The previous rule, which should not be taken to the extreme, helps you avoid having to join a large number of tables for every query. You can either account for some de-normalization (leaving a short shipment description within the orders table) or use the client program to provide the description, again ending up with a formally incorrect database design. This last option is practical only when you use a single development environment (let's say, Delphi) to access this database.
In a relational database, records are identified not by a physical position (as in Paradox and other local databases) but by the data within the record. Typically, you don't need the data from every field to identify a record, but only a subset of the data, forming the primary key. If the fields that are part of the primary key must identify an individual record, their value must be different for each possible record of the table.
Early incarnations of relational theory dictated the use of logical keys, which means selecting one or more fields that indicate an entity without risk of confusion. This is often easier to say than to accomplish. For example, company names are not generally unique, and even the company name and its location don't provide a complete guarantee of uniqueness. Moreover, if a company changes its name (not an unlikely event, as Borland can teach us) or its location, and you have references to the company in other tables, you must change all those references as well and risk ending up with dangling references.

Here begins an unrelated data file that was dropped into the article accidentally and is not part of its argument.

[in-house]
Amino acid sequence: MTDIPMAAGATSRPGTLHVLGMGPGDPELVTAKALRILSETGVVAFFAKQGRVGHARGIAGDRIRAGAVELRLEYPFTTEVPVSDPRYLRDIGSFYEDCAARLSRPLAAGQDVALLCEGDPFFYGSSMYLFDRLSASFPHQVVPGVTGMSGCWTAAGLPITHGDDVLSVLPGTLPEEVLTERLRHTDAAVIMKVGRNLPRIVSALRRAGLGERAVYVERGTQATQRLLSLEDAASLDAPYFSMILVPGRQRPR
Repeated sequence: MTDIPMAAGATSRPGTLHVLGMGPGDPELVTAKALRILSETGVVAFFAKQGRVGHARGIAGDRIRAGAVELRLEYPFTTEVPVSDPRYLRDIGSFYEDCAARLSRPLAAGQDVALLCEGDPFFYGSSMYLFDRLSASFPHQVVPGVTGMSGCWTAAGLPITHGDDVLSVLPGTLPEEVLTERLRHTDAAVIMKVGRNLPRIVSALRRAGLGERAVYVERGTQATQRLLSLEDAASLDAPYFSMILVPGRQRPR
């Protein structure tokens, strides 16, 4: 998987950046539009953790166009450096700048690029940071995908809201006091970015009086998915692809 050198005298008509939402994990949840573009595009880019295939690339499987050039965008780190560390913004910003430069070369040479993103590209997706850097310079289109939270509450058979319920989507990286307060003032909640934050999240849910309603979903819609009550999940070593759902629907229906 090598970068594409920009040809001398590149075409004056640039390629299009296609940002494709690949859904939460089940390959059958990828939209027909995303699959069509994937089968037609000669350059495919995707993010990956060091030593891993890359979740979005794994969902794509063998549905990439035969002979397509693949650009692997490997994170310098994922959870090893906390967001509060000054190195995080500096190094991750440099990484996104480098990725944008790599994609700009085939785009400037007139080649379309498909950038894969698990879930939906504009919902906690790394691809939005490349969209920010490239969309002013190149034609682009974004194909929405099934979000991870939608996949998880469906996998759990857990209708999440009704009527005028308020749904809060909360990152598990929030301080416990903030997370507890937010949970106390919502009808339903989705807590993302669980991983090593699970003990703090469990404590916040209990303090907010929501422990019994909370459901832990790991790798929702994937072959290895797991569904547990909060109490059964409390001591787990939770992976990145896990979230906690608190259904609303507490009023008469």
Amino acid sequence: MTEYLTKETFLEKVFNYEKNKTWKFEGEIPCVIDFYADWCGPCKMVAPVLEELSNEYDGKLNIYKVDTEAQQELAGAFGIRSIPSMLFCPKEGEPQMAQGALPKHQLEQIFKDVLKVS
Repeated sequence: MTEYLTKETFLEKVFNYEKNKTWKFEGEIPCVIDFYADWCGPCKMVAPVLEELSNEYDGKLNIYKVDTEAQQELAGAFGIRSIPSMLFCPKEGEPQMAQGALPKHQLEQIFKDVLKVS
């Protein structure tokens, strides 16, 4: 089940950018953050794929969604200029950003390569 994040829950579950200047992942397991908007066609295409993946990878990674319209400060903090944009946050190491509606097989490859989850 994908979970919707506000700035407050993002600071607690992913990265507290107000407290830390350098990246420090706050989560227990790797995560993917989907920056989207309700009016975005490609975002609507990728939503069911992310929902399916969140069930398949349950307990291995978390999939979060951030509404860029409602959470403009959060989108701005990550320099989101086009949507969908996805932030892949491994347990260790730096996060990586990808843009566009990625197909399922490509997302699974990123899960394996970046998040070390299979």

For this reason, and also for efficiency (using strings for references implies using a lot of space in secondary tables, where references often occur), logical keys have been phased out in favor of physical or surrogate keys:
External Keys and Referential Integrity
The keys identifying a record (whatever their type) can be used as external keys in other tables—for example, to represent the various types of relations discussed earlier. All SQL servers can verify these external references, so you cannot refer to a nonexistent record in another table. These referential integrity constraints are expressed when you create a table.
Besides not being allowed to add references to nonexistent records, you're generally prevented from deleting a record if external references to it exist. Some SQL servers go one step further: As you delete a record, instead of denying the operation, they can automatically delete all records that refer to it from other tables.
In addition to the uniqueness of primary keys and the referential constraints, you can generally use the database to impose more validity rules on the data. You can ask for specific columns (such as those referring to a tax ID or a purchase order number) to include only unique values. You can impose uniqueness on the values of multiple columns—for example, to indicate that you cannot hold two classes in the same room at the same time.